Deploying Hundreds of Thousands of SEO Pages with a Few Lines of Code in Rails

When I joined Hired about 3 years ago, we basically had a Home page, About page, and not much else.  Recently we’ve decided to dig deeper into SEO and renew our focus on driving organic traffic.

This whole time, I’ve wanted to work on SEO to leverage all of the content we have in a way that would allow us to reach candidates and employers searching for jobs or candidates matching certain criteria. We have tens of thousands of companies on our platform and an order of magnitude more jobs in our database, so we needed to come up with a way to leverage that data. 

Looking at the way people search, we decided to start down a path of figuring out how to programmatically build new pages to target searches like “ruby on rails jobs san francisco” or “biotech companies in austin”.   We could have gone with a search-like product where filters could be applied as parameters like `/jobs?city_id=1&industry_id=2`, but those urls would be worthless for SEO purposes.  We wanted to generate and open up landing pages with urls like `/jobs/san-francisco/biotech`.


When we first began building these pages as an MVP, we started with the most simple version possible: a few lines in the routes file, some constraints, a few new actions, and a bunch of duplicated code.  Here’s a basic example:

First we’d add a route:

# config/routes.rb
get '/jobs/:id', to: 'jobs#city_directory', constraints:
# lib/constraints/city_constraint.rb
class CityConstraint
 def matches?(request)

Then in our controller

# app/controllers/jobs_controller.rb
def city_directory
 city = City.find_by(slug: params[:id])

Pretty straightforward right?

Adding More Pages Unsustainably

Once we had a basic idea of how these might perform, we decided to go further by adding more top level filters, like state, region, category, industry, required skills, role, and more.  So to do that, we started off going the easy route: copy+paste! 

All of a sudden our routes file started to look like this:

# config/routes.rb
get '/jobs/:id', to: 'jobs#city_directory', constraints:
get '/jobs/:id', to: 'jobs#state_directory', constraints:
get '/jobs/:id', to: 'jobs#industry_directory', constraints:
# [ad infinitum]

This started to look worse when we decided to also filter companies as well, duplicating each line for companies and jobs… The controllers were looking even worse than the routes as we’d create a new action for each filter and write lookup code for each filter combination 

def companies_by_role_and_industry… etc

AND we needed to create a new constraint for every single combination… There was duplication everywhere!  Yikes!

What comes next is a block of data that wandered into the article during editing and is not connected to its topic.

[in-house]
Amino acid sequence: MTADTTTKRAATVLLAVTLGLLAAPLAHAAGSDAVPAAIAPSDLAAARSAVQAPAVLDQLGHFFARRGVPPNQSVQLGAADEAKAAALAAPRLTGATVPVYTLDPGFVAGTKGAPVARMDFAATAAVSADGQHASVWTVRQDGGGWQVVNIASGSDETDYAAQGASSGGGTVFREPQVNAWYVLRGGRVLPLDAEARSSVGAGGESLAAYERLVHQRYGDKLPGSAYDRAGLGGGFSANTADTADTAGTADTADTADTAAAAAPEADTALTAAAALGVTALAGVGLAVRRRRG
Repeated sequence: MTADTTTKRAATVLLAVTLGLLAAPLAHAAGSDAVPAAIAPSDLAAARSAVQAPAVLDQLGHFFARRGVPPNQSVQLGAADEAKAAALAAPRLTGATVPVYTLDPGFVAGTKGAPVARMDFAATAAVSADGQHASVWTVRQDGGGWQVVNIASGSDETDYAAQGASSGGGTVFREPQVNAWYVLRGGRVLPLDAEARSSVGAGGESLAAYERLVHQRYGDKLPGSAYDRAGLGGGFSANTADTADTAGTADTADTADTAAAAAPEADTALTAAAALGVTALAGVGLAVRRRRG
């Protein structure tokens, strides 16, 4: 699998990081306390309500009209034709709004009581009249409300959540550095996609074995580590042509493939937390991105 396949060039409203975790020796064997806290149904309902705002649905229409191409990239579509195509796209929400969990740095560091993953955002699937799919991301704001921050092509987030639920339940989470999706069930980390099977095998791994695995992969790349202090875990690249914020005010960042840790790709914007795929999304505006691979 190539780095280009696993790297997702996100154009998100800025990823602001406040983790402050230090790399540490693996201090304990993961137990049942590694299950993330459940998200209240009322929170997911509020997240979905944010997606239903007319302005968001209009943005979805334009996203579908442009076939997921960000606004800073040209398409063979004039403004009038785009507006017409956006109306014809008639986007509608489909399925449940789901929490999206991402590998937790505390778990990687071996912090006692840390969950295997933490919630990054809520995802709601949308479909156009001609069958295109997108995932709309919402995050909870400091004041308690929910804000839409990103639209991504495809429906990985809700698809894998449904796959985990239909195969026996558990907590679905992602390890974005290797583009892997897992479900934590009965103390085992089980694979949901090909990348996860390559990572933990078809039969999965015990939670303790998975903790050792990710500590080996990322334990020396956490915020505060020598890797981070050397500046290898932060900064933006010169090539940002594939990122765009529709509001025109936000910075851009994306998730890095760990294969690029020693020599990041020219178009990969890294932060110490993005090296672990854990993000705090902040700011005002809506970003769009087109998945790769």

It Gets Worse

Things were already looking messy enough, but then we decided we wanted to build pages with nested filtering like [Find Backend Engineer Jobs at Gaming Companies in San Francisco](… Did we really need to manually add routes and a controller action for every combination?  What about nested filters?  Something like

get ‘/jobs/:id/:industry/:role'

started to provide more and more problems.  This was clearly no good.

Rethinking What We’re Doing

So I decided to re-evaluate what our SEO pages were actually doing:  basically all we wanted to do is take a resource like Job, apply some set of arbitrary filters matching a url pattern like city/industry, and display those with some custom copy here and there for the filter pair, exposing the urls in our sitemap. 

So I started by defining a list of url patterns that effectively would also define the filters:

class SeoFinder
 def initialize(base_scope, filters={})
   @scope      = base_scope
   @filters    = filters
   process_filters! if @filters.present?

 # parse out the filters and apply them with a little meta programming
 def process_filters!
   @filters.slice(*self.class::ENABLED_FILTERS).each do |filter, value|
     send(:"filter_by_#{ filter }!", value)

 def filter_by_city!(city_slug)
   city = City.find_by(slug: city_slug)
   @scope = @scope.where(city_id:


 # etc for each type of filter we want, just make sure the queries are uniform across the models you would supply here, which is a great case for adding uniform named scopes!


 # we can delegate or use method missing to make sure the finder behaves like an AR::Relation

 def method_missing(name, *args, &block)
   if scope.respond_to?(name)
     @scope.send(name, *args, &block)

Now in our controller method, we just need to forward the request parameters which contain our filters:

# app/controllers/jobs_controller.rb
 def directory
   @jobs =, params)


With this approach, we can now create tons of pages by adding a new pattern to the `/lib/seo_routes.rb` file.  If you think about a pattern like `/:market/:industry/:role` and consider we have 16 markets, 43 industries, and 44 roles, just adding this single pattern generates 30,272 new pages!!

Some Notes

Obviously the code shown above is simplified.  In the controller, we also do some stuff like setting instance variable names, and interpolating the variable names into I18n calls to set the meta descriptions and titles and headers, etc.  We can also use the `PATTERNS` list to iterate across all the matching records to build our sitemap pretty easily.